The results of the pH measurements of the four organic acids before and after the neutralization were collected and are presented in Figure 1. These results show that, before neutralization, the pH was clearly acidic at the first test doses used and the values obtained increased exponentially with dilution of acids to reach neutrality at the last two test doses studied. Generally, the pH values obtained were overall less than or equal to 5 for the test doses of 2.5 to 0.312% and greater than or equal to 5 for the other doses.
After neutralization, the values recorded were less than or equal to 5 for only the first three test doses (2.5% to 0.625%), in the case of citric, lactic, and tartaric acids, whereas these values were greater than or equal to 6 for the other doses (0.312% to 0.0198%). Acetic acid showed resistance to neutralization with pH ≤ 5 for doses of 2.5 to 0.312% and pH ≥ 6 for doses of 0.152 to 0.0198%.
3.3. Use of Buffer Solution Neutralizer
3.3.1. pH Measurement
The results of pH measurements of the four organic acids after neutralization, using disodium phosphate buffer solution at four different concentration levels: 0.01 M, 0.015 M, 0.02 M, and 0.04 M are summarized in Figure 2. It emerges that the results for the concentration of the 0.01 M buffer solution, the concentration of the universal neutralizer, are the same as when using this latter.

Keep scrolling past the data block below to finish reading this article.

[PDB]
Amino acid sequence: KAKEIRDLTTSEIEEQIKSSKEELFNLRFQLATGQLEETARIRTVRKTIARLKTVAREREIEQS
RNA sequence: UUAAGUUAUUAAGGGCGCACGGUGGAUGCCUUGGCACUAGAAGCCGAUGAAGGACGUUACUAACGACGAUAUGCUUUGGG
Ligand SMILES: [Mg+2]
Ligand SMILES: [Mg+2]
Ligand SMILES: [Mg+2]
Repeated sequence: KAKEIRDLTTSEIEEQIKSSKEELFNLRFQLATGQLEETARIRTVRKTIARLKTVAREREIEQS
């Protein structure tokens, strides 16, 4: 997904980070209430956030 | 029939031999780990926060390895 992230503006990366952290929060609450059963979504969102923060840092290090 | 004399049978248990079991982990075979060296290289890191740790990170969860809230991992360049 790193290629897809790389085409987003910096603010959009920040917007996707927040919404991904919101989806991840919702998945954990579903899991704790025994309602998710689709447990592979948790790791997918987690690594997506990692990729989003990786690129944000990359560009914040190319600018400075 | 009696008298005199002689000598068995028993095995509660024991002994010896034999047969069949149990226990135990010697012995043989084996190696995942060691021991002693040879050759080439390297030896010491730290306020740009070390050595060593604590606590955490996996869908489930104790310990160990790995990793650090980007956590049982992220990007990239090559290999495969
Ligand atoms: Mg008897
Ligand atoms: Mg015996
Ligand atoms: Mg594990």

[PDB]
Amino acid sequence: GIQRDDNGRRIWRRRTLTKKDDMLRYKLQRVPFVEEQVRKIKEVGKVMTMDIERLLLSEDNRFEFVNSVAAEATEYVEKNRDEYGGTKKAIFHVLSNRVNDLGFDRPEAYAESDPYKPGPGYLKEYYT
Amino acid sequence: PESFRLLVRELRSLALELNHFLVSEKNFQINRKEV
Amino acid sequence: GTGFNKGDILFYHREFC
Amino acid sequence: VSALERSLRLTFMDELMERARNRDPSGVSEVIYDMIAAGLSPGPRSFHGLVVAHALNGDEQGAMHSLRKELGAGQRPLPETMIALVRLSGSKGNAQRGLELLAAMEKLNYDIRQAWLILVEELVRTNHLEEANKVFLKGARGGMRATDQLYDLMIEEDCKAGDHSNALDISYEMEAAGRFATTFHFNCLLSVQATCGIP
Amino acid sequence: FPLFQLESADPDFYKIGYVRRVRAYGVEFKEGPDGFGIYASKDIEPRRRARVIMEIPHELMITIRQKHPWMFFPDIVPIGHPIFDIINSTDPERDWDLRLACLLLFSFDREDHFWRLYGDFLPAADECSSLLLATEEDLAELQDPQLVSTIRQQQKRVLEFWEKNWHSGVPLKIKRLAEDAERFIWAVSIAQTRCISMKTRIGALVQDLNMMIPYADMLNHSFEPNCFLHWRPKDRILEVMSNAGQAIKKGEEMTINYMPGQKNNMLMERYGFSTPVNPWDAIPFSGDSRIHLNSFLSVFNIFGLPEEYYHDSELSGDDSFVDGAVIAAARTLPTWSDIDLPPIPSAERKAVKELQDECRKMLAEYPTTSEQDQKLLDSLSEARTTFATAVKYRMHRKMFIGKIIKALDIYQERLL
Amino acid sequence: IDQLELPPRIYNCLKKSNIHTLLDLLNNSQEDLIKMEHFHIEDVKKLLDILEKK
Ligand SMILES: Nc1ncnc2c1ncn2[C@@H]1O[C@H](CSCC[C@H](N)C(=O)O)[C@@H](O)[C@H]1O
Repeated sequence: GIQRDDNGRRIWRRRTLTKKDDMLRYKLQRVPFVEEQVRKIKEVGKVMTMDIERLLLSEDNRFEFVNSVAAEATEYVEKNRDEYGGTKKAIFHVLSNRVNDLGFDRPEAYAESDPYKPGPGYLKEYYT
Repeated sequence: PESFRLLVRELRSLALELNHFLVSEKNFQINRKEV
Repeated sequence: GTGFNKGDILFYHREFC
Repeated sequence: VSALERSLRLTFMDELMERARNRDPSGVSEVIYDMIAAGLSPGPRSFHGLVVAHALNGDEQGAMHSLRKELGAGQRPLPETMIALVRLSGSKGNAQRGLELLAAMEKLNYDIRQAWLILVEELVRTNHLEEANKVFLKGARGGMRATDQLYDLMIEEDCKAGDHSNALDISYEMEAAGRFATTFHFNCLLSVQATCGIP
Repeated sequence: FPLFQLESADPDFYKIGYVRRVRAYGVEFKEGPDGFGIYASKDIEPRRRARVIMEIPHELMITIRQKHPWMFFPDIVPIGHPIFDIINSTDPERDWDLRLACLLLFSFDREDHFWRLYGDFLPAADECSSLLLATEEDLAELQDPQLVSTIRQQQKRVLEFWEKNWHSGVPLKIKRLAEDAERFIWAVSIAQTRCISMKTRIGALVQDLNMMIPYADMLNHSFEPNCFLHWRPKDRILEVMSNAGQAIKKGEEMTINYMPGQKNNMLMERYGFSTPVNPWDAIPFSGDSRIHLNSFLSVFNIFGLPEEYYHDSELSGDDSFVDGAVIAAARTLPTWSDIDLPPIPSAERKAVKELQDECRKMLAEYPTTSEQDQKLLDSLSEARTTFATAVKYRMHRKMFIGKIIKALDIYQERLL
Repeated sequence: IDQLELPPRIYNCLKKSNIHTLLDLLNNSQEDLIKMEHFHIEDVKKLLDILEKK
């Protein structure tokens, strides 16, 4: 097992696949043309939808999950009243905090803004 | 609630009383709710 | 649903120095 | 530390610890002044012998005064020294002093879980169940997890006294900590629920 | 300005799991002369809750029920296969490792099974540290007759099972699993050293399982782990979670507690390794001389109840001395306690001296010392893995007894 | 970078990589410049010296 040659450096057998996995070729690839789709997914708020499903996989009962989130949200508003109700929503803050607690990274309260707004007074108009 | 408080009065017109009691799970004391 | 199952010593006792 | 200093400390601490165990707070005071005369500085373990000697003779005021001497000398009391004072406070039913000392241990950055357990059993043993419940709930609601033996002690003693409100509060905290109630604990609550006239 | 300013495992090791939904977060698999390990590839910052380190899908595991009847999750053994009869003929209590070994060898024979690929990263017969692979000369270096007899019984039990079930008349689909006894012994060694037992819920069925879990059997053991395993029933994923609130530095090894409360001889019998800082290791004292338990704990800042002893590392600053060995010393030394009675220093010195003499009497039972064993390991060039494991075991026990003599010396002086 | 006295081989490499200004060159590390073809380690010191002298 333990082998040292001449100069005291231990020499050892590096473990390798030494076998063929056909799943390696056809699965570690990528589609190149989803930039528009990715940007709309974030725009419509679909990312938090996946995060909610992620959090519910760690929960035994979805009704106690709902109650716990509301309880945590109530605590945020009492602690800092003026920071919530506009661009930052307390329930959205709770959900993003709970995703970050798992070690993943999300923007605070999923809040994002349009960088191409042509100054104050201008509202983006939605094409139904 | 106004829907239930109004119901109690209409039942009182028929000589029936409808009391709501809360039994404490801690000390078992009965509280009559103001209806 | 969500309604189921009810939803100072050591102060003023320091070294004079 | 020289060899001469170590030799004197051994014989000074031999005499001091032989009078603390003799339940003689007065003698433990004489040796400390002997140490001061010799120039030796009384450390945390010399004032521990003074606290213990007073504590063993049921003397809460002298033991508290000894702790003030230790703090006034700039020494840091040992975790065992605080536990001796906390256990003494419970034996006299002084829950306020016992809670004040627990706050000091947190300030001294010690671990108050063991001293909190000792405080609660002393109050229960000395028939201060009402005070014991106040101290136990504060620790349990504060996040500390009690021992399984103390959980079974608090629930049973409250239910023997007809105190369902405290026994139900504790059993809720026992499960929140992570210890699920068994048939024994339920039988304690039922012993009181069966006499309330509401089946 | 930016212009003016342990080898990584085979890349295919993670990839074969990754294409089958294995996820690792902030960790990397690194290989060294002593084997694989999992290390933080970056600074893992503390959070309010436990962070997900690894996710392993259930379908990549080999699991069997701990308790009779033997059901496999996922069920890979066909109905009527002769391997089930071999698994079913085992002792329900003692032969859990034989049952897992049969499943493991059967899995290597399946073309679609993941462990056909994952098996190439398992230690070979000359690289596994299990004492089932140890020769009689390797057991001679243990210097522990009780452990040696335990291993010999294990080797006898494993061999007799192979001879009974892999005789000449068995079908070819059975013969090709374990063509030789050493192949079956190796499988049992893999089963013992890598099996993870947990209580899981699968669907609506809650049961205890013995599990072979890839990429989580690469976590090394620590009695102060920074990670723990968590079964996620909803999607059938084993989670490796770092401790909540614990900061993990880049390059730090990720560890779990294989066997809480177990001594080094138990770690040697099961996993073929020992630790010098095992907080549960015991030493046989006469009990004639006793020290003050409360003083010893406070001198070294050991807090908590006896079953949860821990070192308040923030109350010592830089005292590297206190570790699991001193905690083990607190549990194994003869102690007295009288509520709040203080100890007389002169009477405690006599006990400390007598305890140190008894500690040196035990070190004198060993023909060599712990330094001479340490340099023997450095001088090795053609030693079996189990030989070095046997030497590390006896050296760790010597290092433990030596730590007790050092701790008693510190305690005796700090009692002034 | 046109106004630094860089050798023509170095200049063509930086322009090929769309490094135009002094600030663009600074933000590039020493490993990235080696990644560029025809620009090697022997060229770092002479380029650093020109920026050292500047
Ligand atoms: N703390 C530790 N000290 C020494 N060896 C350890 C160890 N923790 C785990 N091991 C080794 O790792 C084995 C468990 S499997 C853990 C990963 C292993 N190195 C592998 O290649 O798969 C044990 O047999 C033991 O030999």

In the case of acetic acid, the neutralization (pH ≥ 6) is obtained with the 0.02 M and 0.04 M of solution from the concentrations of 0.312% and 0.625%, respectively.
For tartaric and citric acids, neutralization by 0.02 M and 0.04 M solutions makes it possible to have pH values ≥ 5 from 0.625%. A pH ≈ 5 is also obtained for 1.25% for acetic, tartaric, and citric acids after neutralization by 0.04 M of buffer solution.
In the case of lactic acid, the neutralization appears to be easier, pH values ≥ 6, by using the buffer solutions from 0.625%. The values of pH ≥ 5 are also obtained at a dose of 1.25% by 0.015 M, 0.02 M, and 0.04 M of buffer solutions.
3.3.2. Organic Acids Neutralization Test
From the results obtained (Table 3), it is clear that neutralizing solution at 0.04 M did not interfere with Salmonella culture and the three organic acids, tartaric, citric, and lactic acids, could be neutralized up to a concentration of 1.25% for the three inoculums tested, whereas for acetic acid, this neutralization did not occur. It is obtained only for maximum concentrations of 0.32% for the three inocula tested and 0.625% for inoculums of 102 and 103 CFU/ml.
3.4. Study of Inhibitory Effect and Neutralization Test of Organic Acids in the Presence of Organ Extracts
For tartaric acid, the tested strain was reisolated after exposure to the three doses tested: 2.5, 1.25, and 0.625% of acid, using the two enrichment (Selenite Cystine broth and MRSV) and isolation media used (XLD and Hektoen).
In the enrichment step on Selenite Cystine broth, the strain was recovered in citric acid case at a dose of 2.5% only for an inoculum of 103 CFU/ml and also at a dose of 1.25% for inocula of 102 and 103 CFU/ml. While it was recovered for the three inocula tested at the dose of 0.625%. In addition, it was very interesting to note that the MRVS medium makes it possible to scour the strain, at all doses and for the three inocula.